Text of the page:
As self-involved ten and eleven year olds, my fellow dancers and I didn’t dwell on the private lives of our teachers. As far as we were concerned, they vanished into thin air when we left the building. So when one of our favorites stopped teaching, and didn’t even attend our performances, we felt only a vague annoyance that we’d have to get used to a new set of expectations with our next instructor. A year or so later, when we heard that he had died, you could almost see the little light bulbs clicking on above our identical, perfectly groomed buns. Oh. Our hunch was correct. No judgment. Just sadness.

I suppose that’s what I want my kids to know: thinking someone is gay is only bad if you believe being gay is bad. It’s the negative judgment that’s harmful—not the supposition itself.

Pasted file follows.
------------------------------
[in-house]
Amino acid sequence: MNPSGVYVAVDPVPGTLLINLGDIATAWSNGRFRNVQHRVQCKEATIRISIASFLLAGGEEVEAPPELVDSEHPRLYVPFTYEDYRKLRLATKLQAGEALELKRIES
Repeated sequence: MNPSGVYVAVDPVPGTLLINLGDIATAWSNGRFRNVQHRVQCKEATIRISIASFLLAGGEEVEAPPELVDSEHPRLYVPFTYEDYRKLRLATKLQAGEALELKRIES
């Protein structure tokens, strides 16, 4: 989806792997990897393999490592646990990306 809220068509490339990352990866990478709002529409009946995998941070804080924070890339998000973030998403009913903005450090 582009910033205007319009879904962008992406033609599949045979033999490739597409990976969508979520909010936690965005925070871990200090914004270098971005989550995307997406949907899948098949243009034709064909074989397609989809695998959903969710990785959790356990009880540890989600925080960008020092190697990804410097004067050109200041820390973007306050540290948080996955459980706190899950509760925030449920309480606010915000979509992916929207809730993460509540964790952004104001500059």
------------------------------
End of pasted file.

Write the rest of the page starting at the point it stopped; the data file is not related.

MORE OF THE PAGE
I got the transcript of the conversation as soon as my husband gave me the all-clear.

“Jeremy,” he’d started, “can I ask you a strange question?”


“Are you interested in being set up?”

Pause. “Well… I’d be interested, but there’s a twist.”

And here, I’m pained to admit, is where my husband was a rock star, while I hid in other room with a pillow over my head, mortified by the awkwardness of the situation. “So,” he replied, “if the twist has anything to do with the fact that the person we had in mind for you is a man, you’re in luck.”

There’s a Jewish tradition, more a superstition, I suppose, that anyone who makes three matches—presumably ending in a wedding—is automatically granted entrance into the world to come. It’s holy work, to help people find partners and build homes together. I don’t want to go back to a time when people felt compelled to extinguish a piece of their essence in order to conform. But all the uncertainty is a little too stressful for me, I’m not sure I can handle the pressure. I’ll take my chances with charity and good deeds.